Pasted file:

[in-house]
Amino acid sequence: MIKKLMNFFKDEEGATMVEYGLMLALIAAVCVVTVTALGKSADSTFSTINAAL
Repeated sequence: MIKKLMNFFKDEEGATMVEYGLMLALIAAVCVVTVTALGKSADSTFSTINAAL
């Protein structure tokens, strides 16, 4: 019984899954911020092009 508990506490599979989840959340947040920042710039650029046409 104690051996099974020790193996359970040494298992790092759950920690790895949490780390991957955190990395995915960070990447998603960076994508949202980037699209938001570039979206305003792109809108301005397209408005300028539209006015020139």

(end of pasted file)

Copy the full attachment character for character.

[in-house]
Amino acid sequence: MIKKLMNFFKDEEGATMVEYGLMLALIAAVCVVTVTALGKSADSTFSTINAAL
Repeated sequence: MIKKLMNFFKDEEGATMVEYGLMLALIAAVCVVTVTALGKSADSTFSTINAAL
């Protein structure tokens, strides 16, 4: 019984899954911020092009 508990506490599979989840959340947040920042710039650029046409 104690051996099974020790193996359970040494298992790092759950920690790895949490780390991957955190990395995915960070990447998603960076994508949202980037699209938001570039979206305003792109809108301005397209408005300028539209006015020139």